"Hi! Welcome to National Permanent Savings and Loan," chirped the rosey-cheeked young woman with one of the most welcoming smiles in town.
She was standing at the entrance to National Permanent's new headquarters building (1775 Pennsylvania Avenue) handing out cards to visitors for a drawing which will win someone a trip to two to Paris. She'll be there until July 8, also giving away commemorative pennies featuring the likenesses of Presidents Lincoln and Kennedy.
The occasion is the grand opening celebration of what architectural critics have called the best-looking piece of privately owned real estate to appear in the downtown office area in some time.
National Permanent, the city's second largest savings and loan association (assets: $750 million) will occupy four floors. The rest of the $10 million, 12-story structure, except for half of the ground floor, also has been rented. The building sits on a triangular lot two blocks from the White House at the intersection of Pennsylvania Avenue, 18th Street and H Street. It is an eye-pleasing mixture of rounded concrete columns, rounded black ducts and concrete floor slabs. The windows are recessed six feet, adding depth to the facade.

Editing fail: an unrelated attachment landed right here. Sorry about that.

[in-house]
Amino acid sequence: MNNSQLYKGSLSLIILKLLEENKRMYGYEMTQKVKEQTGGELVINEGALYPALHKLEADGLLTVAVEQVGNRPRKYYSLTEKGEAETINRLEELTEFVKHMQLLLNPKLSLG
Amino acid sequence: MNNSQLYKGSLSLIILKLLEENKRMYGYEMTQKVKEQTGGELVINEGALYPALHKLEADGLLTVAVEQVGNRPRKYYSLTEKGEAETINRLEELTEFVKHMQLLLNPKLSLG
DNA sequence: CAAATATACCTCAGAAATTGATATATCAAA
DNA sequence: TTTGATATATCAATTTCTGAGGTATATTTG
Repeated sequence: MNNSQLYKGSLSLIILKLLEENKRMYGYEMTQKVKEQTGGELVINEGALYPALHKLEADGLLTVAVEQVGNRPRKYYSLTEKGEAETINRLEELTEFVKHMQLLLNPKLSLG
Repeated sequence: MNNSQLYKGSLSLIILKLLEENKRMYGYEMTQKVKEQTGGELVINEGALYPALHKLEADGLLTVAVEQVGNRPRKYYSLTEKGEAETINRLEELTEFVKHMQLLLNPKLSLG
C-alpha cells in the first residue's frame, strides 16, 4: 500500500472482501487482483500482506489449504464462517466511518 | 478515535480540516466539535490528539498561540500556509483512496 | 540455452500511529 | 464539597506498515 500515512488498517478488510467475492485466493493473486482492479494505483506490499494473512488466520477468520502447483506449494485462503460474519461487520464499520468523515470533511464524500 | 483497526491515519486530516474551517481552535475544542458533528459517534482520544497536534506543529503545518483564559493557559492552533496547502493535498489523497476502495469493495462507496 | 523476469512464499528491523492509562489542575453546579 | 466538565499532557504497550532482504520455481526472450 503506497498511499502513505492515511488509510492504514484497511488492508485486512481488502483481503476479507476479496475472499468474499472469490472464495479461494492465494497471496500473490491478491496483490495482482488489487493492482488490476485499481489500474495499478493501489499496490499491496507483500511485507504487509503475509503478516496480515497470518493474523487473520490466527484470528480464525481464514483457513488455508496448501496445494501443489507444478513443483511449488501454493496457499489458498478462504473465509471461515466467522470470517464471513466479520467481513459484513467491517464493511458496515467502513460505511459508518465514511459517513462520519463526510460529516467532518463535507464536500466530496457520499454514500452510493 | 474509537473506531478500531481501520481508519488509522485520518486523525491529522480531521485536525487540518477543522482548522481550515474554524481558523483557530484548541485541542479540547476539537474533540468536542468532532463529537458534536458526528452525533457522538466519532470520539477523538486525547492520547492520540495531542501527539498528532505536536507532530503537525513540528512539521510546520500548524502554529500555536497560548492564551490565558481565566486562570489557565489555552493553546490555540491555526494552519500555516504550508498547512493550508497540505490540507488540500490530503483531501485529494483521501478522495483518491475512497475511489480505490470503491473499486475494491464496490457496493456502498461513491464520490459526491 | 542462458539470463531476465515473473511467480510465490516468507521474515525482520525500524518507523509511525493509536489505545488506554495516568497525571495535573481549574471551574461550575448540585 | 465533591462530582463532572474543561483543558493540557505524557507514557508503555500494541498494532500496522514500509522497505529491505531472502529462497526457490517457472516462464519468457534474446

Since its founding 87 years ago on New York Avenue, National Permanent has moved 5 times, each time into larger quarters to keep up with a growth chart that looks as steep as a slalom run.
"We just ran out of space," said bank chairman John Stadtler, speaking of the old main office at 14th and G Streets.
Stadtler said there was never any question the bank would relocate somewhere in the downtown area.
Some local housing and business groups have charged that the city's banks were refusing to make loans in any but the wealthiest sections of the city, but banking statistics reflect a change in mortgage lending not only by National Permanent but by many of the district's financial institutions.
So far this year, National Permanent has placed $15 million in mortgage money in D.C., roughly 30 per cent of the total amount distributed in the metropolitan area, according to the bank's executive vice president, Edger Peterson.